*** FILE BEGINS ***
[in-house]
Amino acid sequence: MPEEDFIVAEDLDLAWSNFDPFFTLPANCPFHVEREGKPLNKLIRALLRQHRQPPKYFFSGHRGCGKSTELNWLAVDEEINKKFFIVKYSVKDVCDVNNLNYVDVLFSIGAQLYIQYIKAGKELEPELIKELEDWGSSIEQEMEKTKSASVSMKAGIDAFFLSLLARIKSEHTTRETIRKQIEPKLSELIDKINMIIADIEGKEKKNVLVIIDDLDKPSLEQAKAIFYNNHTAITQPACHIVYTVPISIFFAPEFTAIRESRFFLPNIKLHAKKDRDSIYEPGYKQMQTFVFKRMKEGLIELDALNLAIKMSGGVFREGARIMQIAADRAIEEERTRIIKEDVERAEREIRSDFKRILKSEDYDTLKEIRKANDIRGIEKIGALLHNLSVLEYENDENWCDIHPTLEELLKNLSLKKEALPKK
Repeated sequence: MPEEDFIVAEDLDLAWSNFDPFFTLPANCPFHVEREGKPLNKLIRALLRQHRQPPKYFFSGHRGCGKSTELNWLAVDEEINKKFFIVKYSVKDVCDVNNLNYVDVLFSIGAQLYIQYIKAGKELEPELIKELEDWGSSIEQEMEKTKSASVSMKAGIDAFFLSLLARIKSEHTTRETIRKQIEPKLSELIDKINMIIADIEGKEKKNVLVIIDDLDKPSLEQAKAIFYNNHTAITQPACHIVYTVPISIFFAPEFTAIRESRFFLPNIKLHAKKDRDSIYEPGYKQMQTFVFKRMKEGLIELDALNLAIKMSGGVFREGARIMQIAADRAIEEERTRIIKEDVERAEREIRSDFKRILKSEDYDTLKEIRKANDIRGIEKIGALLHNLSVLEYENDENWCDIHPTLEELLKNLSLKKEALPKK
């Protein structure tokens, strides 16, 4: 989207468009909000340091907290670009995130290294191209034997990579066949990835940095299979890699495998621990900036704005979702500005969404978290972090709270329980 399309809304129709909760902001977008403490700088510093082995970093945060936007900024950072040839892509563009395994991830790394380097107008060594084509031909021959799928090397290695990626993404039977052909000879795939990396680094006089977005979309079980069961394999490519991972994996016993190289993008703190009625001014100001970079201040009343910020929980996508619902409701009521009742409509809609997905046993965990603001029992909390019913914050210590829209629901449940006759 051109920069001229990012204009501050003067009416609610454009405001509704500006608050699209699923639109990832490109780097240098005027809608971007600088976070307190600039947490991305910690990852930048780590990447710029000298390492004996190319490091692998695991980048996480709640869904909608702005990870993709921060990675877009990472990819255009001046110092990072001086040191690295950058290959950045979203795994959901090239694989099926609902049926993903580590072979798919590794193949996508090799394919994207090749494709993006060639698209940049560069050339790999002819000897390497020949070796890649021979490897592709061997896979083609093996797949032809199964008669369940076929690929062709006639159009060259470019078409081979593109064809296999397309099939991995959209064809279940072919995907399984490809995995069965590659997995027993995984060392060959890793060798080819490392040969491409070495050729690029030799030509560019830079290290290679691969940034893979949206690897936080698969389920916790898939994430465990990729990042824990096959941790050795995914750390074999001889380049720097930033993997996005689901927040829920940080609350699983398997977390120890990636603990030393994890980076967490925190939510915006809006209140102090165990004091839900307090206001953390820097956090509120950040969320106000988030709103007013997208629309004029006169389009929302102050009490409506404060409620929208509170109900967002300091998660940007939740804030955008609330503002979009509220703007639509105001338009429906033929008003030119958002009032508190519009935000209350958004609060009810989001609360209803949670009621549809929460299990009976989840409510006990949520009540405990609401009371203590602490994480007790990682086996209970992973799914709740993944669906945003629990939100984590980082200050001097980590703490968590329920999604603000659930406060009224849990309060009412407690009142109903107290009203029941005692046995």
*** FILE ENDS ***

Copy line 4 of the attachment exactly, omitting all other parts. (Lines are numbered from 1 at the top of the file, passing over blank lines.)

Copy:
């Protein structure tokens, strides 16, 4: 989207468009909000340091907290670009995130290294191209034997990579066949990835940095299979890699495998621990900036704005979702500005969404978290972090709270329980 399309809304129709909760902001977008403490700088510093082995970093945060936007900024950072040839892509563009395994991830790394380097107008060594084509031909021959799928090397290695990626993404039977052909000879795939990396680094006089977005979309079980069961394999490519991972994996016993190289993008703190009625001014100001970079201040009343910020929980996508619902409701009521009742409509809609997905046993965990603001029992909390019913914050210590829209629901449940006759 051109920069001229990012204009501050003067009416609610454009405001509704500006608050699209699923639109990832490109780097240098005027809608971007600088976070307190600039947490991305910690990852930048780590990447710029000298390492004996190319490091692998695991980048996480709640869904909608702005990870993709921060990675877009990472990819255009001046110092990072001086040191690295950058290959950045979203795994959901090239694989099926609902049926993903580590072979798919590794193949996508090799394919994207090749494709993006060639698209940049560069050339790999002819000897390497020949070796890649021979490897592709061997896979083609093996797949032809199964008669369940076929690929062709006639159009060259470019078409081979593109064809296999397309099939991995959209064809279940072919995907399984490809995995069965590659997995027993995984060392060959890793060798080819490392040969491409070495050729690029030799030509560019830079290290290679691969940034893979949206690897936080698969389920916790898939994430465990990729990042824990096959941790050795995914750390074999001889380049720097930033993997996005689901927040829920940080609350699983398997977390120890990636603990030393994890980076967490925190939510915006809006209140102090165990004091839900307090206001953390820097956090509120950040969320106000988030709103007013997208629309004029006169389009929302102050009490409506404060409620929208509170109900967002300091998660940007939740804030955008609330503002979009509220703007639509105001338009429906033929008003030119958002009032508190519009935000209350958004609060009810989001609360209803949670009621549809929460299990009976989840409510006990949520009540405990609401009371203590602490994480007790990682086996209970992973799914709740993944669906945003629990939100984590980082200050001097980590703490968590329920999604603000659930406060009224849990309060009412407690009142109903107290009203029941005692046995």